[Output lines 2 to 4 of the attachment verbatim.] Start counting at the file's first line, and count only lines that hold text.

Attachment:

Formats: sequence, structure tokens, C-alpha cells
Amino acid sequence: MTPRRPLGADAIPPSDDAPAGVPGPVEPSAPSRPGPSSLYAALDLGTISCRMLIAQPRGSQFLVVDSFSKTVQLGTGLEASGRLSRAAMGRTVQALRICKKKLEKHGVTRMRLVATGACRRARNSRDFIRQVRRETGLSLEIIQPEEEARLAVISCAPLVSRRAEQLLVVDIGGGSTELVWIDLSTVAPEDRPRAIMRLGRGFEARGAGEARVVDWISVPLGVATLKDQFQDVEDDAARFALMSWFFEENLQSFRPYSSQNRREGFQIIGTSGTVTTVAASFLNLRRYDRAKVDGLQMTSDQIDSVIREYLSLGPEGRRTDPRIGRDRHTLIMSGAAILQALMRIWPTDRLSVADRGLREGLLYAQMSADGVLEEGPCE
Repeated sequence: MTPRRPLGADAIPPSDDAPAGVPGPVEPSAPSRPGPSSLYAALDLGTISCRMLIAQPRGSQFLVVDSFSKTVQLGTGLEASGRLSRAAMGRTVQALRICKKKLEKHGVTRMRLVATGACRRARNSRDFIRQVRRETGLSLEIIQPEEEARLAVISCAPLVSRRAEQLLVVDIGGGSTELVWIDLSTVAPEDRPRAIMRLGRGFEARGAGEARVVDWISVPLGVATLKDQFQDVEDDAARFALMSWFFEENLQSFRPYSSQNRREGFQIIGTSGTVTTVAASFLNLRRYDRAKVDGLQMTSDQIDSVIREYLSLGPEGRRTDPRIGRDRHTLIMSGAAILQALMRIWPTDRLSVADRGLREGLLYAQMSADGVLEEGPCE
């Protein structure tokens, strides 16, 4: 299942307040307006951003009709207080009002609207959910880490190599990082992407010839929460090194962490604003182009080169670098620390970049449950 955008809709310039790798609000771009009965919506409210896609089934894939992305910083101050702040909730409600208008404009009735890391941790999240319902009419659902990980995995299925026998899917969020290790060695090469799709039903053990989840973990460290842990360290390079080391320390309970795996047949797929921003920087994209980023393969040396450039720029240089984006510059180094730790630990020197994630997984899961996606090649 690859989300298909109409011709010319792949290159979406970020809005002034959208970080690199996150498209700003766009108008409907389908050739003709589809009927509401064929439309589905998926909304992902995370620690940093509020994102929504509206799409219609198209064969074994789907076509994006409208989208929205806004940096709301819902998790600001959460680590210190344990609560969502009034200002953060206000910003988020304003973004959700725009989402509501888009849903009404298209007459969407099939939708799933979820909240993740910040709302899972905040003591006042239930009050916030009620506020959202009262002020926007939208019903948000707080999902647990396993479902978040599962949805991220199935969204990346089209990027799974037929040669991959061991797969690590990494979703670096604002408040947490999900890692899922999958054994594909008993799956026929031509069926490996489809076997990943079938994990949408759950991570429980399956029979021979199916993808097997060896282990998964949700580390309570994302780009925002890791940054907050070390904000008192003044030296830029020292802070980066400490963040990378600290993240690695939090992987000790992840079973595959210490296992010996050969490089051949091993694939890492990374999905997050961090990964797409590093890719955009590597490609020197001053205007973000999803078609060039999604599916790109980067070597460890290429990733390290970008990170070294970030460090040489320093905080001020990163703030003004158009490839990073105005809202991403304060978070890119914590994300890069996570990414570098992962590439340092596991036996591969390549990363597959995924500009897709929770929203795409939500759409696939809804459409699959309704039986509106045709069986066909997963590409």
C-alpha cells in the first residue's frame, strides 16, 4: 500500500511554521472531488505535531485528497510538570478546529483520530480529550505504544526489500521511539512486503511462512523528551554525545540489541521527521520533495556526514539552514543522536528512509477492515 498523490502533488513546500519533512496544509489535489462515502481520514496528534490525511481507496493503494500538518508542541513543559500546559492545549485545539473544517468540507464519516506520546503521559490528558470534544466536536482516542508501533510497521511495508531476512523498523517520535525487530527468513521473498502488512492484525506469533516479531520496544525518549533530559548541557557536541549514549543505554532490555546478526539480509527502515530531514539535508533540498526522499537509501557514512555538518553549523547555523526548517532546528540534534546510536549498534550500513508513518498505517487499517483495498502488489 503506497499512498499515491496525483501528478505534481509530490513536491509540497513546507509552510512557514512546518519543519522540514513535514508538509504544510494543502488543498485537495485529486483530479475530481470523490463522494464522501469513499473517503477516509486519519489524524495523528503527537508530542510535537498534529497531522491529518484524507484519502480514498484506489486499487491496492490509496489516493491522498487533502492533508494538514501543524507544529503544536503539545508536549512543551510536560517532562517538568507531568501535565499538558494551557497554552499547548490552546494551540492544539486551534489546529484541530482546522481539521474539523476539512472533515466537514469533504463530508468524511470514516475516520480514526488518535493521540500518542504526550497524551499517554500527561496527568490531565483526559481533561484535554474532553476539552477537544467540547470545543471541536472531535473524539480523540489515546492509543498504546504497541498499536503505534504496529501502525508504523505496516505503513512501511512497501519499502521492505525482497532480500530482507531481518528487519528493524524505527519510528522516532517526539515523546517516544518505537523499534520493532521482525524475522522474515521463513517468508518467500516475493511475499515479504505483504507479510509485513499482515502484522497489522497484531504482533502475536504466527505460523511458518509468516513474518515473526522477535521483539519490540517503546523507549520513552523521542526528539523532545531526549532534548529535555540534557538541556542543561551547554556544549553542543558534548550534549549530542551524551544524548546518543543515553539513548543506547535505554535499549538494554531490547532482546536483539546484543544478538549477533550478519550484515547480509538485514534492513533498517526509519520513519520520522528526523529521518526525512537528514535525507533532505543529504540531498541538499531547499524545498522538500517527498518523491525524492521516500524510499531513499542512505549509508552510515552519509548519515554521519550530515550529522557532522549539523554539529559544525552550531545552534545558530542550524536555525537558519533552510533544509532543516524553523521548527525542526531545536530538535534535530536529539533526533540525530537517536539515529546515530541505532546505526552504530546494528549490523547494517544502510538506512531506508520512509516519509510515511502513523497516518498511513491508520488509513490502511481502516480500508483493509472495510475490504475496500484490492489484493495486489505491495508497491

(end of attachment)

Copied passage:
Amino acid sequence: MTPRRPLGADAIPPSDDAPAGVPGPVEPSAPSRPGPSSLYAALDLGTISCRMLIAQPRGSQFLVVDSFSKTVQLGTGLEASGRLSRAAMGRTVQALRICKKKLEKHGVTRMRLVATGACRRARNSRDFIRQVRRETGLSLEIIQPEEEARLAVISCAPLVSRRAEQLLVVDIGGGSTELVWIDLSTVAPEDRPRAIMRLGRGFEARGAGEARVVDWISVPLGVATLKDQFQDVEDDAARFALMSWFFEENLQSFRPYSSQNRREGFQIIGTSGTVTTVAASFLNLRRYDRAKVDGLQMTSDQIDSVIREYLSLGPEGRRTDPRIGRDRHTLIMSGAAILQALMRIWPTDRLSVADRGLREGLLYAQMSADGVLEEGPCE
Repeated sequence: MTPRRPLGADAIPPSDDAPAGVPGPVEPSAPSRPGPSSLYAALDLGTISCRMLIAQPRGSQFLVVDSFSKTVQLGTGLEASGRLSRAAMGRTVQALRICKKKLEKHGVTRMRLVATGACRRARNSRDFIRQVRRETGLSLEIIQPEEEARLAVISCAPLVSRRAEQLLVVDIGGGSTELVWIDLSTVAPEDRPRAIMRLGRGFEARGAGEARVVDWISVPLGVATLKDQFQDVEDDAARFALMSWFFEENLQSFRPYSSQNRREGFQIIGTSGTVTTVAASFLNLRRYDRAKVDGLQMTSDQIDSVIREYLSLGPEGRRTDPRIGRDRHTLIMSGAAILQALMRIWPTDRLSVADRGLREGLLYAQMSADGVLEEGPCE
């Protein structure tokens, strides 16, 4: 299942307040307006951003009709207080009002609207959910880490190599990082992407010839929460090194962490604003182009080169670098620390970049449950 955008809709310039790798609000771009009965919506409210896609089934894939992305910083101050702040909730409600208008404009009735890391941790999240319902009419659902990980995995299925026998899917969020290790060695090469799709039903053990989840973990460290842990360290390079080391320390309970795996047949797929921003920087994209980023393969040396450039720029240089984006510059180094730790630990020197994630997984899961996606090649 690859989300298909109409011709010319792949290159979406970020809005002034959208970080690199996150498209700003766009108008409907389908050739003709589809009927509401064929439309589905998926909304992902995370620690940093509020994102929504509206799409219609198209064969074994789907076509994006409208989208929205806004940096709301819902998790600001959460680590210190344990609560969502009034200002953060206000910003988020304003973004959700725009989402509501888009849903009404298209007459969407099939939708799933979820909240993740910040709302899972905040003591006042239930009050916030009620506020959202009262002020926007939208019903948000707080999902647990396993479902978040599962949805991220199935969204990346089209990027799974037929040669991959061991797969690590990494979703670096604002408040947490999900890692899922999958054994594909008993799956026929031509069926490996489809076997990943079938994990949408759950991570429980399956029979021979199916993808097997060896282990998964949700580390309570994302780009925002890791940054907050070390904000008192003044030296830029020292802070980066400490963040990378600290993240690695939090992987000790992840079973595959210490296992010996050969490089051949091993694939890492990374999905997050961090990964797409590093890719955009590597490609020197001053205007973000999803078609060039999604599916790109980067070597460890290429990733390290970008990170070294970030460090040489320093905080001020990163703030003004158009490839990073105005809202991403304060978070890119914590994300890069996570990414570098992962590439340092596991036996591969390549990363597959995924500009897709929770929203795409939500759409696939809804459409699959309704039986509106045709069986066909997963590409």